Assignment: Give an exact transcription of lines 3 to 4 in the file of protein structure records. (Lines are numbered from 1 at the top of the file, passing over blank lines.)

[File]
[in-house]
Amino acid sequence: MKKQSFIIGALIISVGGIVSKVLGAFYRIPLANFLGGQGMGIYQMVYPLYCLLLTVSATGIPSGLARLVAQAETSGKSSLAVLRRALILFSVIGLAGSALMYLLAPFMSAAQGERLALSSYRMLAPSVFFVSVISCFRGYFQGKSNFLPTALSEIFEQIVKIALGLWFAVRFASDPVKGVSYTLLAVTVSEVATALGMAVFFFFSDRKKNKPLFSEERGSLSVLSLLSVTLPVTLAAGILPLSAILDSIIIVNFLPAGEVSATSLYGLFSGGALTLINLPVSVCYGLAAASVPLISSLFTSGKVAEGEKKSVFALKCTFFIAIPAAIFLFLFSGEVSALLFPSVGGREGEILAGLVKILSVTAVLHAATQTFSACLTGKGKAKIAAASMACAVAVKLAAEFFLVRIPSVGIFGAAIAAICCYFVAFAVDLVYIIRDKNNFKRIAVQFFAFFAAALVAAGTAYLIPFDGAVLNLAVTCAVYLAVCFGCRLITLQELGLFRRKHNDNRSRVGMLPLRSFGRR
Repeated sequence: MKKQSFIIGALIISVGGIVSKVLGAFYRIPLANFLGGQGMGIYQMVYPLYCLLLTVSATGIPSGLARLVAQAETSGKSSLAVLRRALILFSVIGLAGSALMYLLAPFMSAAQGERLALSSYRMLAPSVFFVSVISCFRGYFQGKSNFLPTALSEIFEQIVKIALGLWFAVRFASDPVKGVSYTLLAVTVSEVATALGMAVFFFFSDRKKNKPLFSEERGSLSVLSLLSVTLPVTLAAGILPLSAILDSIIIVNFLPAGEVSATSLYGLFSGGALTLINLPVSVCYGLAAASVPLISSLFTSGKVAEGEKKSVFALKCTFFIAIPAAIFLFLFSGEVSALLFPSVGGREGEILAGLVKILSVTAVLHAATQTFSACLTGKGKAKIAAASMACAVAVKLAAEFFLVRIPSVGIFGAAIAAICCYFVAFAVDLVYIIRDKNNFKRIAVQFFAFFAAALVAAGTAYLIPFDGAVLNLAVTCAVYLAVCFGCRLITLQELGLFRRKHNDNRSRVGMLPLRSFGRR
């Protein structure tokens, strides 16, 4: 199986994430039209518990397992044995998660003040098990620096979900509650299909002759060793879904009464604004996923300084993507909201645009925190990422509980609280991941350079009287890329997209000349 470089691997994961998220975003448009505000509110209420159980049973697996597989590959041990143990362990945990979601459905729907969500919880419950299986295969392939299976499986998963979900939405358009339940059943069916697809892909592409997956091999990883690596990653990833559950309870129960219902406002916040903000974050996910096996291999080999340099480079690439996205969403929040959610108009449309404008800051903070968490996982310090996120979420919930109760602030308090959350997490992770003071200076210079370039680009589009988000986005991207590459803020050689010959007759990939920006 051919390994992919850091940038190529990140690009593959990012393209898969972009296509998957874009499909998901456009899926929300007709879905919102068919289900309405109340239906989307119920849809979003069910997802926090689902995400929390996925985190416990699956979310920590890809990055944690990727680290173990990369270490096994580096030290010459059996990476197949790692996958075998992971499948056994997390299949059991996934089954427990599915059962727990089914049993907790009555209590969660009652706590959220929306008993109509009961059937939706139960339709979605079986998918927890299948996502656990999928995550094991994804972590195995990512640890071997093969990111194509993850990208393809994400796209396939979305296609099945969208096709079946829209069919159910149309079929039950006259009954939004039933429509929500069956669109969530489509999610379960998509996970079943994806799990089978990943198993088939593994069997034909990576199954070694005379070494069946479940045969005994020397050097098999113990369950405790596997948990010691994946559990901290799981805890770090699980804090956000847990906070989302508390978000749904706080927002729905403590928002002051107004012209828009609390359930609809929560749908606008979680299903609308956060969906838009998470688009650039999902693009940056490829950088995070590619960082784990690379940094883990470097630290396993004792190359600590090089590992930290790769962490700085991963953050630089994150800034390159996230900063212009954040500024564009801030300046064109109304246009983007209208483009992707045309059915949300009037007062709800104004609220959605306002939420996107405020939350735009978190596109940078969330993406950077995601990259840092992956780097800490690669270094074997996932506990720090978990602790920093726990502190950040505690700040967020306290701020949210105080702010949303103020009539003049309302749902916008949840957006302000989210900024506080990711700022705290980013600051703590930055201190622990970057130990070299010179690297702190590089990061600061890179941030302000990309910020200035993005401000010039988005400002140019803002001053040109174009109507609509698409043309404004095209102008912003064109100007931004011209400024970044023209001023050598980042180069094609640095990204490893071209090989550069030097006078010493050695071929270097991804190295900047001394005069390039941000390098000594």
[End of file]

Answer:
Repeated sequence: MKKQSFIIGALIISVGGIVSKVLGAFYRIPLANFLGGQGMGIYQMVYPLYCLLLTVSATGIPSGLARLVAQAETSGKSSLAVLRRALILFSVIGLAGSALMYLLAPFMSAAQGERLALSSYRMLAPSVFFVSVISCFRGYFQGKSNFLPTALSEIFEQIVKIALGLWFAVRFASDPVKGVSYTLLAVTVSEVATALGMAVFFFFSDRKKNKPLFSEERGSLSVLSLLSVTLPVTLAAGILPLSAILDSIIIVNFLPAGEVSATSLYGLFSGGALTLINLPVSVCYGLAAASVPLISSLFTSGKVAEGEKKSVFALKCTFFIAIPAAIFLFLFSGEVSALLFPSVGGREGEILAGLVKILSVTAVLHAATQTFSACLTGKGKAKIAAASMACAVAVKLAAEFFLVRIPSVGIFGAAIAAICCYFVAFAVDLVYIIRDKNNFKRIAVQFFAFFAAALVAAGTAYLIPFDGAVLNLAVTCAVYLAVCFGCRLITLQELGLFRRKHNDNRSRVGMLPLRSFGRR
């Protein structure tokens, strides 16, 4: 199986994430039209518990397992044995998660003040098990620096979900509650299909002759060793879904009464604004996923300084993507909201645009925190990422509980609280991941350079009287890329997209000349 470089691997994961998220975003448009505000509110209420159980049973697996597989590959041990143990362990945990979601459905729907969500919880419950299986295969392939299976499986998963979900939405358009339940059943069916697809892909592409997956091999990883690596990653990833559950309870129960219902406002916040903000974050996910096996291999080999340099480079690439996205969403929040959610108009449309404008800051903070968490996982310090996120979420919930109760602030308090959350997490992770003071200076210079370039680009589009988000986005991207590459803020050689010959007759990939920006 051919390994992919850091940038190529990140690009593959990012393209898969972009296509998957874009499909998901456009899926929300007709879905919102068919289900309405109340239906989307119920849809979003069910997802926090689902995400929390996925985190416990699956979310920590890809990055944690990727680290173990990369270490096994580096030290010459059996990476197949790692996958075998992971499948056994997390299949059991996934089954427990599915059962727990089914049993907790009555209590969660009652706590959220929306008993109509009961059937939706139960339709979605079986998918927890299948996502656990999928995550094991994804972590195995990512640890071997093969990111194509993850990208393809994400796209396939979305296609099945969208096709079946829209069919159910149309079929039950006259009954939004039933429509929500069956669109969530489509999610379960998509996970079943994806799990089978990943198993088939593994069997034909990576199954070694005379070494069946479940045969005994020397050097098999113990369950405790596997948990010691994946559990901290799981805890770090699980804090956000847990906070989302508390978000749904706080927002729905403590928002002051107004012209828009609390359930609809929560749908606008979680299903609308956060969906838009998470688009650039999902693009940056490829950088995070590619960082784990690379940094883990470097630290396993004792190359600590090089590992930290790769962490700085991963953050630089994150800034390159996230900063212009954040500024564009801030300046064109109304246009983007209208483009992707045309059915949300009037007062709800104004609220959605306002939420996107405020939350735009978190596109940078969330993406950077995601990259840092992956780097800490690669270094074997996932506990720090978990602790920093726990502190950040505690700040967020306290701020949210105080702010949303103020009539003049309302749902916008949840957006302000989210900024506080990711700022705290980013600051703590930055201190622990970057130990070299010179690297702190590089990061600061890179941030302000990309910020200035993005401000010039988005400002140019803002001053040109174009109507609509698409043309404004095209102008912003064109100007931004011209400024970044023209001023050598980042180069094609640095990204490893071209090989550069030097006078010493050695071929270097991804190295900047001394005069390039941000390098000594």